Bush has forged some movement in his favor; 32 percent now call him "too conservative," down six points since June. More, 42 percent, call Kerry "too liberal" — and that's up six points since June.
Change and Challenge
The fact that underlying views have changed means they can change again. After the Democratic convention there were eight points more Democrats than Republicans among likely voters; today, there are six points more Republicans than Democrats. Party allegiance has been +3 or +4 Democratic in exit polls since 1988; Kerry would gain ground by moving the alignment back to its Election Day norm. But shifting party allegiance is not his only problem: He's losing 12 percent of Democrats to Bush, twice Bush's loss of Republicans to Kerry.
Attention to the race remains very high; 45 percent of registered voters are following it "very closely," compared with 26 percent at this time in 2000. And more of them remain more firmly committed earlier than usual, which makes it difficult for the candidates to move voter preferences.
The number of registered voters who say they may change their minds has dropped from 26 percent in June to 14 percent now; it was twice as high, 31 percent, at this time in 2000. Fewer, just six percent, say there's a "good chance" they may change their minds. And in another difficult sign for Kerry, he leads among moveables — i.e., those who might move.
One more result underscores Kerry's challenges: He's far more competitive against Bush on empathy (i.e., understanding people's problems) than on strong leadership. But given continued concerns about the threat of terrorism, the public by nearly 2-1, 57-30 percent, says that of the two, strong leadership is the more important quality in a president.
People who say empathy is more important favor Kerry by more than 40 points. But those who say strong leadership is more important favor Bush by 35 points — and there are many more of them.
There also are new perceptions Kerry may need to address: By a 16-point margin, more Americans say Bush is running a good campaign than say he is. And by a huge 63-26 percent margin, most say they expect Bush to win. Even among Kerry supporters, 32 percent expect Bush to prevail. Again, though, that is not a sure bet by any means: In Gallup polls since 1936, there have been three instances in which the ultimate winner did not lead in the first post-Labor Day poll (Truman, Kennedy and Reagan).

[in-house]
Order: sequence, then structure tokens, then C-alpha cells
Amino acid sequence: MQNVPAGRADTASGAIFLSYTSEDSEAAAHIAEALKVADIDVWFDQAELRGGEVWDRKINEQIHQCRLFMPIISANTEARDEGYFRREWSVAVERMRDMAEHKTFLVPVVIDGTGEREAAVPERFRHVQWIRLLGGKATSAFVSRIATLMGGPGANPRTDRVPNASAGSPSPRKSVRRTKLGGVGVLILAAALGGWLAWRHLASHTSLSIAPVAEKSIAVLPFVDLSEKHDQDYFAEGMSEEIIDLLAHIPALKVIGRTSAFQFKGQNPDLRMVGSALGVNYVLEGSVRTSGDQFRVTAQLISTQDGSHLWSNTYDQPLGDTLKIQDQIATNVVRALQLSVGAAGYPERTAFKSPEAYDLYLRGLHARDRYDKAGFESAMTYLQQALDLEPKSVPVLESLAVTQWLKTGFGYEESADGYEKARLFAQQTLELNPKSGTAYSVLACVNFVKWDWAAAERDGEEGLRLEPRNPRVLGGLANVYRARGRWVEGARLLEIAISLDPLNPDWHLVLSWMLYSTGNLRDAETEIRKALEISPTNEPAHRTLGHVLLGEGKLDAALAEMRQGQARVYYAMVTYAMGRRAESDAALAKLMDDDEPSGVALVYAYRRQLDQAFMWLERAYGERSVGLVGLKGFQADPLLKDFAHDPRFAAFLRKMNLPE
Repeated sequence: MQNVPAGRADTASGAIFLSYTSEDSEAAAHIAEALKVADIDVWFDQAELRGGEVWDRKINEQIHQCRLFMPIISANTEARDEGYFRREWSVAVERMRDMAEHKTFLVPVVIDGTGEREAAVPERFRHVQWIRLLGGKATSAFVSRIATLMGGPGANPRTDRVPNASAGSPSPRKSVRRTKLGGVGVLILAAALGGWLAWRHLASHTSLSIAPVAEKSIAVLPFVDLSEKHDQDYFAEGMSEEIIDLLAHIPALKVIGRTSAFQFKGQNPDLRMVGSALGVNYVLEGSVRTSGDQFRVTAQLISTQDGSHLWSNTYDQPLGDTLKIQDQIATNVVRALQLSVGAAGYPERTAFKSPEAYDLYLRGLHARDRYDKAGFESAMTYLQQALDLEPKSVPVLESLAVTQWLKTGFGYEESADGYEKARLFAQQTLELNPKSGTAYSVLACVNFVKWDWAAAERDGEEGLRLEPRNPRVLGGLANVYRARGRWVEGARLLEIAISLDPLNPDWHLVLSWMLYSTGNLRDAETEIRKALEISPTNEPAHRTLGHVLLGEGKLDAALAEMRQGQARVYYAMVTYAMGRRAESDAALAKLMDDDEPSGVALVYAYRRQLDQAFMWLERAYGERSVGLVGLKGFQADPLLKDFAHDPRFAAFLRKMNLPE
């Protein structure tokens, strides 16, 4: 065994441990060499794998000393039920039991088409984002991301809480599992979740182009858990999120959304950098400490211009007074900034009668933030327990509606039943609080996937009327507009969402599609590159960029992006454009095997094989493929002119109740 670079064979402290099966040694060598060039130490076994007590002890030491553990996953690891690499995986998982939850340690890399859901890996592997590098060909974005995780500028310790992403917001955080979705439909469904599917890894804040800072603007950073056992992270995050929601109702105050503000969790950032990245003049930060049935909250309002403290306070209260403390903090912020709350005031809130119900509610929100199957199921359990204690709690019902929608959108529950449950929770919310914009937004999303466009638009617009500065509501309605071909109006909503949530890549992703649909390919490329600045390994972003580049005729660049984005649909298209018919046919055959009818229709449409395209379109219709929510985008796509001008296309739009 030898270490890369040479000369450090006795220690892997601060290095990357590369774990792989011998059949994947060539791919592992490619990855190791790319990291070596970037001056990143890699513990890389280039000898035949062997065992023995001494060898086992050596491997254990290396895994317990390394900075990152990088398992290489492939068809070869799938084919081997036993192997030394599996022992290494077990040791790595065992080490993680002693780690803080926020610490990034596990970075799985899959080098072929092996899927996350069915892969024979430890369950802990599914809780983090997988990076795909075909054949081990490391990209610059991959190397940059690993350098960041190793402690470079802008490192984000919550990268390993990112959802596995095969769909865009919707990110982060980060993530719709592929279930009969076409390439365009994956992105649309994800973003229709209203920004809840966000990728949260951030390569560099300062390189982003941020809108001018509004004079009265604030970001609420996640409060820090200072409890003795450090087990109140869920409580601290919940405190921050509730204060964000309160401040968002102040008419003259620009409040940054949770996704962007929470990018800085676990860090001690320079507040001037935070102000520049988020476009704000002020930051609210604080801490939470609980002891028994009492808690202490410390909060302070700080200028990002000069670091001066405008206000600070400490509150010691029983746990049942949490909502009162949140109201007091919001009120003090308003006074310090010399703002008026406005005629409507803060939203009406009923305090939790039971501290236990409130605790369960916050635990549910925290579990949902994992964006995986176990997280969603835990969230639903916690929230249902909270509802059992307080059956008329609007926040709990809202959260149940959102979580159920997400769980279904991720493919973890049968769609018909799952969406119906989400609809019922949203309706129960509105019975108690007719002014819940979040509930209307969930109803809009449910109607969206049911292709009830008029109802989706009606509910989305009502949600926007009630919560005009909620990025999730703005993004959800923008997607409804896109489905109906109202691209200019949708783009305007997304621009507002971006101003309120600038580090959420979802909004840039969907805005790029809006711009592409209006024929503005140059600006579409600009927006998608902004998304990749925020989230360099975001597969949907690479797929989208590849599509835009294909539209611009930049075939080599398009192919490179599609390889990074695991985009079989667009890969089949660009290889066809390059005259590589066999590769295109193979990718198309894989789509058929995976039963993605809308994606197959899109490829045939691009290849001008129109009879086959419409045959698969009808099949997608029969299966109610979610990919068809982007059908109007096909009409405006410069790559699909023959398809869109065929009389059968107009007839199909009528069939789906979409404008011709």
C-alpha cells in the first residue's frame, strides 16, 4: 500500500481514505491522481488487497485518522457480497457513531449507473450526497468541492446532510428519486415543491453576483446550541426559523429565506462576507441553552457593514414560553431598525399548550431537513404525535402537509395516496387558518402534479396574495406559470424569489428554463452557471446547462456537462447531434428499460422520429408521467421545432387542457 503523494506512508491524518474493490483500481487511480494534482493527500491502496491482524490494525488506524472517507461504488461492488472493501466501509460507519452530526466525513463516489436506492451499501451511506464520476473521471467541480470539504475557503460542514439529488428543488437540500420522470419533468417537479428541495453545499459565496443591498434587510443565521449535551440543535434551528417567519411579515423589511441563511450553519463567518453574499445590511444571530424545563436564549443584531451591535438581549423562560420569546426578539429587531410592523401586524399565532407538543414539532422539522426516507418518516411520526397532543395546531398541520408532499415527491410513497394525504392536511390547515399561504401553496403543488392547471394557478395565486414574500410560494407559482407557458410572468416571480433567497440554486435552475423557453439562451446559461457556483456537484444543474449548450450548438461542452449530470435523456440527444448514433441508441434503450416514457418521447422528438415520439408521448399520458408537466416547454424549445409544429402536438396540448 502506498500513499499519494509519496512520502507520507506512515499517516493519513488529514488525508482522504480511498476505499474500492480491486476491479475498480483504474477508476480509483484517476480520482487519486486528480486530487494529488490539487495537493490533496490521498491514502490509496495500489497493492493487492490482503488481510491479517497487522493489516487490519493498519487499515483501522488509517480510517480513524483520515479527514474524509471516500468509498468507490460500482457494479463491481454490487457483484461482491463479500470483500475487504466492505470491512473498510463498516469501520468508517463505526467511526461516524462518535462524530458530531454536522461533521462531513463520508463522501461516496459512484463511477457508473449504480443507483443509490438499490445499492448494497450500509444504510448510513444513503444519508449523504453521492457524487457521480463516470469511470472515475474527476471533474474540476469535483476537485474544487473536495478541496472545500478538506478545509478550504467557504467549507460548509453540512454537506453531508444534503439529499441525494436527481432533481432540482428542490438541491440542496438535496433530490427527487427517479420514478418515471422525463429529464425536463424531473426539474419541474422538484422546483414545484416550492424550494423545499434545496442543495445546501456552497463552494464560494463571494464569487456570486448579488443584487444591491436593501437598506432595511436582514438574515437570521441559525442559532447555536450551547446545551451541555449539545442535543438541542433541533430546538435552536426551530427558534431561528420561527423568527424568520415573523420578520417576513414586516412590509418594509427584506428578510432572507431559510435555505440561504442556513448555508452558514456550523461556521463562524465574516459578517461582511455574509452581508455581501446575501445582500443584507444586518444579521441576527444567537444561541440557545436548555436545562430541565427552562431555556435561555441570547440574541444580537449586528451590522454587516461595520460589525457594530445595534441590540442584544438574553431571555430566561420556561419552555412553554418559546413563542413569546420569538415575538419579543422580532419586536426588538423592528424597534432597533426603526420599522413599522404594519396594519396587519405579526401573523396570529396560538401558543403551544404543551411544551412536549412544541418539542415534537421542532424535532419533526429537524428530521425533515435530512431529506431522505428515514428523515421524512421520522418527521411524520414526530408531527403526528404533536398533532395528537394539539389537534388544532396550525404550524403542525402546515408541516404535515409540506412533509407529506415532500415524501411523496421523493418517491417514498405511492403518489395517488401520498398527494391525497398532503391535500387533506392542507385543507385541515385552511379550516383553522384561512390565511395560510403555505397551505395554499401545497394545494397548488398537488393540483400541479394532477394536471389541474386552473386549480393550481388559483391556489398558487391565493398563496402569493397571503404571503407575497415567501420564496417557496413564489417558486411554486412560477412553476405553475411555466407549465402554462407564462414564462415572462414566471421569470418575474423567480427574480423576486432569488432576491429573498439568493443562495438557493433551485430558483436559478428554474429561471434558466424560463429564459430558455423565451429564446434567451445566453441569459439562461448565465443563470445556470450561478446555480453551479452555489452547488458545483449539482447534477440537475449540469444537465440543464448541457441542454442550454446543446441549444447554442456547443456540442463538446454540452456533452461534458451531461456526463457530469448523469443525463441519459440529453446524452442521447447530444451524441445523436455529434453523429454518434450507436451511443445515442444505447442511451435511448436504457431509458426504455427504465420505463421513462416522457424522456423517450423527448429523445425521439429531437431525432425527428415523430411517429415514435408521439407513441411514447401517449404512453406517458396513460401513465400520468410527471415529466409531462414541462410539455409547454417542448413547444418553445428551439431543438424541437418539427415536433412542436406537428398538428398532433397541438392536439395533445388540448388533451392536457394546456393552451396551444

After the focus on security at the Republican convention, terrorism has moved up to parity with the economy as the most important issue in the election — 27 percent say it's the economy, 25 percent terrorism, 18 percent Iraq and 13 percent health care, with others in single digits. Just before last week's convention the economy was alone as the top mention.
It should be noted, moreover, that nearly six in 10 Americans believe the Iraq war is part of the war on terrorism. Add them to the "terrorism" tally and it surpasses the economy as the top issue in the election.
Vote preferences follow some of these issue priorities. Among those who say terrorism is the No. 1 issue, Bush has an 80-point lead. Among those who say it's Iraq, Kerry leads by 34 points; and his lead is similar among those who say it's the economy. The nation's response to terrorism continues to be the essential wellspring of Bush's support.